A DETAILED analysis of more than 100 million meteorological data points shows that Andalucia is feeling the heat of climate change more than most.
Every major city in Europe is warmer in the 21st century than it was in the 20th and Andalucia has experienced one of the highest temperature hikes on the continent.
In Malaga, Cordoba and Granada the average yearly temperature in the 21st century was at least 1.5°C higher than in the 20th century, according to an investigation by the European Data Journalism Network.
In December 2015, the United Nations Framework Convention on Climate Change agreed to ‘limit the temperature increase to 1.5 °C above pre-industrial levels’.
In southern Spain, that limit has already been reached.
Higher temperatures, especially heat waves, were responsible for several thousand deaths since 2000. They include the 2003 heat wave which resulted in over 70,000 extra deaths in the western half of Europe; and deaths caused by the so-called ‘Lucifer’ 2017 heatwave, when temperatures rose above 40°C in Spain, Italy and the Balkans.
Fatalities caused by the 2018 heatwave in Northern Europe have yet to be analysed by national health authorities.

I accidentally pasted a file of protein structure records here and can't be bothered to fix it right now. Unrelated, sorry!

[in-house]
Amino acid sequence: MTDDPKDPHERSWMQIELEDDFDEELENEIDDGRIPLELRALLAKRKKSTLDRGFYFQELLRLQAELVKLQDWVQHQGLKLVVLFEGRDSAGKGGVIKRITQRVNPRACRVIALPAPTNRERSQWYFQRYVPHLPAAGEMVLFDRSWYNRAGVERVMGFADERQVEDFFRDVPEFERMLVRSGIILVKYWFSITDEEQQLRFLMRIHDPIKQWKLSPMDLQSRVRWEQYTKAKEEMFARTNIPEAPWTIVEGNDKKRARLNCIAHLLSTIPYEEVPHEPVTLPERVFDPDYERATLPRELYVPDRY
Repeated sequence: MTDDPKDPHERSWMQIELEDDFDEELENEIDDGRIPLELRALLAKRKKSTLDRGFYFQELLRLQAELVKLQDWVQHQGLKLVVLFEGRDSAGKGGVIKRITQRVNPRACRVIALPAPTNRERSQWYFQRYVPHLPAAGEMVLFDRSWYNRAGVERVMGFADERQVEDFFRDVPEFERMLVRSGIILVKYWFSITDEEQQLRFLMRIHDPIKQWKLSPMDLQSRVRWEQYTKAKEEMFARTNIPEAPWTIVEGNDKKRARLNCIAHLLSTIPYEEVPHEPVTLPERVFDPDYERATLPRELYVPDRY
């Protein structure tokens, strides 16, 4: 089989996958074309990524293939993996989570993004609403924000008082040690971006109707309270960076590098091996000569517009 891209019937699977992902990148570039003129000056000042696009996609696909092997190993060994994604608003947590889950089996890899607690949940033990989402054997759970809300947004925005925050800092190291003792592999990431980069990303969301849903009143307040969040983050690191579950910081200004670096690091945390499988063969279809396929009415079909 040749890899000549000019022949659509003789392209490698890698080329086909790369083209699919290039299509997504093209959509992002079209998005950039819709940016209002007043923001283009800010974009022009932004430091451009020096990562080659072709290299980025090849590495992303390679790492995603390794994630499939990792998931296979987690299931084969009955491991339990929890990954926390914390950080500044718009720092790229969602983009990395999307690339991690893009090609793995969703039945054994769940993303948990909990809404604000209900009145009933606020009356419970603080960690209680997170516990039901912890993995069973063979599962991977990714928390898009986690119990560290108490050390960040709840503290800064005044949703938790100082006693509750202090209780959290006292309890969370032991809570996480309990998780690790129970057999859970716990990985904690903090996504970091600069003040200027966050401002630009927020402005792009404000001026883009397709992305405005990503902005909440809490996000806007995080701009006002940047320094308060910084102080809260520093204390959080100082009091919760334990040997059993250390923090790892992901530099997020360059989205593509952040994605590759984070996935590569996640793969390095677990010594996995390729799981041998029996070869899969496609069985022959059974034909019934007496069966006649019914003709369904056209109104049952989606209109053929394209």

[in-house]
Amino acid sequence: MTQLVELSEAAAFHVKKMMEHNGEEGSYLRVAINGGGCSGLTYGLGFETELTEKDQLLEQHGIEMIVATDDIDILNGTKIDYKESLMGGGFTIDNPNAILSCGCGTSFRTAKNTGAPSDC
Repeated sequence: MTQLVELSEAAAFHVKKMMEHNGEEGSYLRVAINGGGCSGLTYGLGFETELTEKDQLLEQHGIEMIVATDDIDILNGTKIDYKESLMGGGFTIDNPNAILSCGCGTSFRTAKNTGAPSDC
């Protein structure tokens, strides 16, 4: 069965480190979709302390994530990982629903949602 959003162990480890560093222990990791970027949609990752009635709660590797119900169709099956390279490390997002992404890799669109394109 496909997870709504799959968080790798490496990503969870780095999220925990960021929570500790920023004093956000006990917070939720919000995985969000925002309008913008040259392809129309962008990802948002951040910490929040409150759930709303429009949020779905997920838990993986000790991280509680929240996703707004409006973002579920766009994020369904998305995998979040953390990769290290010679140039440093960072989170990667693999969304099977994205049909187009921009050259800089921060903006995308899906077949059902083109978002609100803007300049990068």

In 2016 scientists warned that southern Spain could turn to desert by 2100 if global warming is not kept in check. Andalucia is especially vulnerable.
According to the Junta, summer temperatures in Sevilla could hit a high of 50°C by the end of this century, with cities in northern Jaen, Cordoba and Granada also set to see dramatic increases.
In September, Andalucia’s parliament gave the green light to the ‘Law of Measures against Climate Change and the Transition towards a new Energy Model in Andalucia’, which aims to reduce the emission of greenhouse gases and the consumption of fossil fuels and promote adaptation to climate change.
Among the measures proposed are a 30% reduction in energy use across the region by 2030 while increasing the amount of renewable energy used.
The president of the Association of Renewable Energies of Andalucia, Alfonso Vargas, said he approved of the draft law but called on the government to provide renewable energy suppliers with support to meet the targets.
The government must also ‘effectively engage and involve the entire community’ in order to make the new law work, he added.